Nothing is more frustrating in the land of crochet than putting a lot of time, effort and materials into a garment and having it wind up with a poor, unflattering fit. Sometimes it’s because the pattern simply didn’t come already written in the size we need, sometimes it’s because the pattern writer didn’t have the
Nothing is more frustrating in the land of crochet than putting a lot of time, effort and materials into a garment and having it wind up with a poor, unflattering fit. Sometimes it’s because the pattern simply didn’t come already written in the size we need, sometimes it’s because the pattern writer didn’t have the skill to grade an item properly into the plus sizes (and no, one can’t just make everything larger across the board and still expect it to fit a human being) and sometimes it’s because while we might be plus size and the pattern is plus size, we aren’t plus size in the same place! While it does take some effort to upsize an existing pattern to your own unique body, the ends results will make the effort worthwhile in the end. You don’t have to be intimidated by the prospect of doing your own pattern alterations, you just need a plan of attack.
Let’s talk about the first step – choosing a pattern that is a good candidate to be upsized.
Some patterns are simply easier to adjust than others. Take a close look at the pattern you are thinking of adjusting before you make a yarn commitment. Patterns with large numbers of stitches or rows in the repeat are not good choices – you will wind up with a quarter of a repeat here and a half there, and unless you are gifted at reading your stitches, you may get very tangled up in the wording and have a hard time making an adjustment.
How do you quickly figure out what the stitch and row repeats are in the pattern you’re considering? For stitches in a repeat, look for an instruction in parentheses that is repeated several times.
(dc in each of next 5 dc, ch 3, sk 2 dc, sc in next dc, ch 3, sk 2 dc) 5 times.
My example has a 10-stitch repeat – the 5 dc that each have a dc in them, the two that were skipped, the one that got an sc, and the next two that were skipped. Now your stitch count may not be an exact multiple of the stitch count in a set of parentheses, but when skimming a pattern, that’s a good, quick clue that the stitch repeat is large, so this may not be a good pattern for your first time at upsizing. Look for a pattern with a smaller stitch repeat – maybe 4-6 stitches.
How about row repeats? Again, skim the pattern and look for an instruction that says something like “Rep Rows 5-8 for pattern 10 times.” If I am repeating Rows 5-8 many times, it’s a good bet that there are four rows in the repeat. If I see something like “Rep Rows 10-21” that’s a twelve row repeat, which may make upsizing the pattern a little difficult.
One more thing to look at in the pattern writing is how lengths are written out. “Rep Row 5-8 for pattern until work measures 20” is going to be easier to work with than “Rep Rows 5-8 sixteen times, then Rows 5-6 once more”.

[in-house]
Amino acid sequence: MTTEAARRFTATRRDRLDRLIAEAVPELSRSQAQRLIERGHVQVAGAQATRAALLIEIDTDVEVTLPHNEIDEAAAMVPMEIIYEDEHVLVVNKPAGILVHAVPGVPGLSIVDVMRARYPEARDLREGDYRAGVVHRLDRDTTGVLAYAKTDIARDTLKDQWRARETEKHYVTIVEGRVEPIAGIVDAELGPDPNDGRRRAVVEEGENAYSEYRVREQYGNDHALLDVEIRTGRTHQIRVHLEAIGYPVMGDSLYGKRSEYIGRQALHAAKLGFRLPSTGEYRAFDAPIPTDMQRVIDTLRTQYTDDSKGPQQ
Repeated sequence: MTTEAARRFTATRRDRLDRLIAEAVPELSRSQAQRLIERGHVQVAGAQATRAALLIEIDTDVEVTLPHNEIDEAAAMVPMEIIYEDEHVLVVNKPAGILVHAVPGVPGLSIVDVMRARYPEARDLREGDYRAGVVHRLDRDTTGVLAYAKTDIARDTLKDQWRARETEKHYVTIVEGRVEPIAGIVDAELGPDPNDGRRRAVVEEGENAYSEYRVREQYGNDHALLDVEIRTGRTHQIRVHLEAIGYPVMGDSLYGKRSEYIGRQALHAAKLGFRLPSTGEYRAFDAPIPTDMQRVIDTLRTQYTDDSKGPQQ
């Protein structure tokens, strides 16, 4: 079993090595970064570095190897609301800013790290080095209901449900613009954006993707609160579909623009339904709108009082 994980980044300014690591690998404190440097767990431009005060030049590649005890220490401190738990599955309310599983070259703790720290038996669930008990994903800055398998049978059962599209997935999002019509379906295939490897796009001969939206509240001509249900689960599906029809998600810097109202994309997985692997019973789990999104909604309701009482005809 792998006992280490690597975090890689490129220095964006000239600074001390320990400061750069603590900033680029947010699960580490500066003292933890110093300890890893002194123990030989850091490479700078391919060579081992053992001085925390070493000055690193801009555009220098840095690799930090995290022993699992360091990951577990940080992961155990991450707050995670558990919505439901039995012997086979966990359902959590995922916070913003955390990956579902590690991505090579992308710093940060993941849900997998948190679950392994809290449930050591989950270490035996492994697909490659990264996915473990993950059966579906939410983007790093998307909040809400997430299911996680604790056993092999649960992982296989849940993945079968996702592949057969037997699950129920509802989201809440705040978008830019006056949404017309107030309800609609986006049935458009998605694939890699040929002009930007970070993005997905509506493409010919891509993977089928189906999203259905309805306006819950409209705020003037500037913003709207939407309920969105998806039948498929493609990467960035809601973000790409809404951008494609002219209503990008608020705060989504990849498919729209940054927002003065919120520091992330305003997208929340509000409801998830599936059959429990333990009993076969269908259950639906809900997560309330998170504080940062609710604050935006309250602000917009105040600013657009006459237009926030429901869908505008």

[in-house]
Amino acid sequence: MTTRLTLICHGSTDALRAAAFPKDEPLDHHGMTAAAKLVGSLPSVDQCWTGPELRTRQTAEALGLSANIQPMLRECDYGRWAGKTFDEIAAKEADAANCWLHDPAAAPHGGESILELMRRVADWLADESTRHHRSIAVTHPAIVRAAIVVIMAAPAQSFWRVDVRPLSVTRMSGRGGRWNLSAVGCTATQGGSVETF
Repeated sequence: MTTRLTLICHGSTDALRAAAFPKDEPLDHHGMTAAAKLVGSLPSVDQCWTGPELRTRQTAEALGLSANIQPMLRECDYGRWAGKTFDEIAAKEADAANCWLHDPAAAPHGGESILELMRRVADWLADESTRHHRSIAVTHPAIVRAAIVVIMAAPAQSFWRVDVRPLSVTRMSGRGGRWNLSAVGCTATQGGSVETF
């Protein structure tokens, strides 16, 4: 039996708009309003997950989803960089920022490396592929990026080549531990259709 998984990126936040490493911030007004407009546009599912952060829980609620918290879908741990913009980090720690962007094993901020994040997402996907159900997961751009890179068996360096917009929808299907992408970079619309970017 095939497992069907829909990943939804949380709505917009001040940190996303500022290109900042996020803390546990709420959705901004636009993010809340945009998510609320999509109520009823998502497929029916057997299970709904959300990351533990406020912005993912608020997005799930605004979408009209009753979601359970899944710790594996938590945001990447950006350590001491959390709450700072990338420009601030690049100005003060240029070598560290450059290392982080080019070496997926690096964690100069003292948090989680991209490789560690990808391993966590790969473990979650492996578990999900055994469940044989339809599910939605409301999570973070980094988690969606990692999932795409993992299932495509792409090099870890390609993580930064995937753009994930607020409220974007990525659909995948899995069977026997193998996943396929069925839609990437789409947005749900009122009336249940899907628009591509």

Lastly, glance at that pattern and make sure there is a schematic. That will give you a quick visual map from which to work when you are looking to see which measurements need to be extended. One of the tricks of plus-size shaping which eludes a lot of designers and editors who don’t often work in those sizes is that you can’t size up the whole pattern by the same ratio or number of inches for every single measurement – this is why you see boxy sweaters where the cross back would fit a linebacker and the armhole opening sags to the knees! Just because we need more room in the bust, waist or hip, doesn’t mean our arms are the length of King Kong’s. The schematic will help you see which measurements need to be extended and which don’t.
Now It’s Like a Puzzle!
How much coverage do you need and where do you need it?
The very first thing you need to do now, is make sure you have accurate measurements of yourself so you know what finished numbers you are aiming for. It’s almost impossible to measure yourself, so invite a like-minded friend over and make an afternoon out of getting measurements for each other. Before you start measuring, it’s a good idea to create a list of all the information you’ll need to record. Use this handy dandy printable checklist as your guide!
But at the very least you’ll need bust, waist, high hip, cross shoulder (back), upper arm circumference and sleeve length. These will be your body measurements; you will still need to add some fabric (called “ease”) to get to your finished measurements.
If you need or want to fly solo, the best way to get a good set of finished measurements is to pick out a sweater you already own that fits you like a dream, and measure that to get the finished measurements for your various pieces.
Print out or scan and copy the schematic on the pattern you’ve chosen so you have a basis from which to work that you can scribble on. Write in your desired finished measurements on the copy so you can see which pieces need adjustment and where.
Now that you know where you want to go, you can make a specific plan on how to get there. You have done the planning, now it’s time to get out your hook and yarn and do some swatching!
Want to learn more? Don’t miss part 2 of our sizing series over on the I Like Crochet blog to learn a few different ways to add fabric where it’s needed.